If you’re going to organize a festival, you have to find a way to stand out enough for people to notice you. You have to decide on a focus point to leverage yourself against the growing number of new festivals, as well as the established ones.
For a small festival in rural Wisconsin, their choice seems painfully obvious. It can’t be easy being a festival promoter for a young festival like Summer Set. They’re not based in a heavily populated area, with the closest city being the oft-overflown Minneapolis, a city with an up and down relationship with EDM, and with music festivals, for that matter. The venue, Somerset Amphitheater proved a challenge for the promoters last year as far as layout and managing the entrances between stages. This has got to be a hard sell for booking talent, not unlike selling a used Ford Tempo to oh, I don’t know, the RZA.
But they did get the RZA. They got the him, and eight of his closest friends. They also got Kaskade, Bassnectar, Flux Pavilion, Danny Brown and a whole host of other artists you’d expect to see at bigger festivals like Spring Awakening, or Electric Forest. But it’s not Spring Awakening. It’s a little festival in a tiny town in Wisconsin. Promotion and organization is being handled jointly by React Presents out of Chicago, as well as by Sound in Motion (aka SIM Shows) out of Minneapolis. Their focus is decidedly on the line-up first, experience second, and everything else…we’ll get to that.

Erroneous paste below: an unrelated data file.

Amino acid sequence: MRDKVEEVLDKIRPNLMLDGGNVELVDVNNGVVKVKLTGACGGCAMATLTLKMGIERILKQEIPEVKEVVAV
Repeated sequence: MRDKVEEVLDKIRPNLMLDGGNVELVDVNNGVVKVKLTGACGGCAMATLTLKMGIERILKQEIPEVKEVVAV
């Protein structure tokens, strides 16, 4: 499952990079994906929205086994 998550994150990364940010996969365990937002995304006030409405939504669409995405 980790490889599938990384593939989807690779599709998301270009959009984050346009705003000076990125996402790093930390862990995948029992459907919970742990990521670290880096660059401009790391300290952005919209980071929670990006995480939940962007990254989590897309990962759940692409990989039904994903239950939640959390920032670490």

I attended Summer Set in 2012, and to be honest, there was a lot of room for improvement. Mainly, it was the pricing structure for camping, and that their second-biggest stage was in an enclosed hockey arena. It was wet, sticky and the sound was not great. In 2013, I saw a lot of changes, like addition of the Grove Tent as an alternative to the sweatbox arena, and the process to get through security and into the festival was much quicker, much less of a pain.
Unfortunately, the pricing structure for camping remains intact. A camping pass gets you spots for six people and one car, either parked outside the festival or inside at your site, depending on which campground you’re in. Who do you know can fit six people and three days’ worth of camping gear in a single vehicle? What about all the people who are showing up with one or two other people? What about normal sized people with normal cars? It’s baffling, but then, there are alternatives nearby, so it’s not as if you’d be stranded if you don’t opt for a bulk camping ticket.
Camping aside, I can’t find anything else to complain about with the festival. Last year’s troubles with getting searched when traveling between stages, as well as the cramped dust-bin that was the Grove have been acknowledged, and SIM Shows promises they’ve learned their lesson. One important change is the increase in number of water stations. They’ve also offered up helpful advice for festival survival in the form of a Top 10 post on their site, and even popped up with an app (download here, sorry no Android support) to help you plan your day and navigate the festival. As for the latter, my advice would be to use a paper schedule for planning and only use your phone to find your friends. And maybe to post a few bragging-rights pics along the way.
Three- and single-day tickets are still available through Club Tix. Keep an eye on ElectoJams for coverage and photos throughout the weekend, and prepare yourself with an indoctrinating Spotify Playlist here.
I work, live and play in Minneapolis.
I try to tell the story of the people that create music and experiences through pictures as well as through words.